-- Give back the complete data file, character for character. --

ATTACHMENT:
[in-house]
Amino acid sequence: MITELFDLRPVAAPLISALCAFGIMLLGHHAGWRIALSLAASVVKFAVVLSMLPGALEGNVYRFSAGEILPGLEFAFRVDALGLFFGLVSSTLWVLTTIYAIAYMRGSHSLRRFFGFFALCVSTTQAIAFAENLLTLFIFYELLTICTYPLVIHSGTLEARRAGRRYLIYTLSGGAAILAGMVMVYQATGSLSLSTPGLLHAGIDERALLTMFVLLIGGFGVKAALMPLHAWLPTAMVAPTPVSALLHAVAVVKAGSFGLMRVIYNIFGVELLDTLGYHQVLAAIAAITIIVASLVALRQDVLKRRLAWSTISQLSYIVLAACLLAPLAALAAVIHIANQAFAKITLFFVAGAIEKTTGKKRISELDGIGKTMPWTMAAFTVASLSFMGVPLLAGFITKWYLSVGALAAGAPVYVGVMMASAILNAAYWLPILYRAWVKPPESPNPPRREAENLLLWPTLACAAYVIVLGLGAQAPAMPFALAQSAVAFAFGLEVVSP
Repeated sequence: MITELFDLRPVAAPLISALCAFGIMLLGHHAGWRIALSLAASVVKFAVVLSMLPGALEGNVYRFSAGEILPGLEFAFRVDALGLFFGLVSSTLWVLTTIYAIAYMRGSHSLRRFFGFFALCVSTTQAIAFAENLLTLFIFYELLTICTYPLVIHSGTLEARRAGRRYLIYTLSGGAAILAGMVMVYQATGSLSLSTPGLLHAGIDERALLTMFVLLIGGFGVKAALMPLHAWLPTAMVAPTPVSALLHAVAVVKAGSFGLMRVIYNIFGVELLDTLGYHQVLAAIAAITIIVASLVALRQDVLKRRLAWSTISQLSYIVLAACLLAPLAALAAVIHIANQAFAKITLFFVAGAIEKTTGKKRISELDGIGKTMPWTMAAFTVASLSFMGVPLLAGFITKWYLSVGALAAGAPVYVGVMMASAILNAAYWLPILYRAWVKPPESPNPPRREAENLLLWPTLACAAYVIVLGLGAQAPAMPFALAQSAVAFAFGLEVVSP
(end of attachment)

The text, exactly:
[in-house]
Amino acid sequence: MITELFDLRPVAAPLISALCAFGIMLLGHHAGWRIALSLAASVVKFAVVLSMLPGALEGNVYRFSAGEILPGLEFAFRVDALGLFFGLVSSTLWVLTTIYAIAYMRGSHSLRRFFGFFALCVSTTQAIAFAENLLTLFIFYELLTICTYPLVIHSGTLEARRAGRRYLIYTLSGGAAILAGMVMVYQATGSLSLSTPGLLHAGIDERALLTMFVLLIGGFGVKAALMPLHAWLPTAMVAPTPVSALLHAVAVVKAGSFGLMRVIYNIFGVELLDTLGYHQVLAAIAAITIIVASLVALRQDVLKRRLAWSTISQLSYIVLAACLLAPLAALAAVIHIANQAFAKITLFFVAGAIEKTTGKKRISELDGIGKTMPWTMAAFTVASLSFMGVPLLAGFITKWYLSVGALAAGAPVYVGVMMASAILNAAYWLPILYRAWVKPPESPNPPRREAENLLLWPTLACAAYVIVLGLGAQAPAMPFALAQSAVAFAFGLEVVSP
Repeated sequence: MITELFDLRPVAAPLISALCAFGIMLLGHHAGWRIALSLAASVVKFAVVLSMLPGALEGNVYRFSAGEILPGLEFAFRVDALGLFFGLVSSTLWVLTTIYAIAYMRGSHSLRRFFGFFALCVSTTQAIAFAENLLTLFIFYELLTICTYPLVIHSGTLEARRAGRRYLIYTLSGGAAILAGMVMVYQATGSLSLSTPGLLHAGIDERALLTMFVLLIGGFGVKAALMPLHAWLPTAMVAPTPVSALLHAVAVVKAGSFGLMRVIYNIFGVELLDTLGYHQVLAAIAAITIIVASLVALRQDVLKRRLAWSTISQLSYIVLAACLLAPLAALAAVIHIANQAFAKITLFFVAGAIEKTTGKKRISELDGIGKTMPWTMAAFTVASLSFMGVPLLAGFITKWYLSVGALAAGAPVYVGVMMASAILNAAYWLPILYRAWVKPPESPNPPRREAENLLLWPTLACAAYVIVLGLGAQAPAMPFALAQSAVAFAFGLEVVSP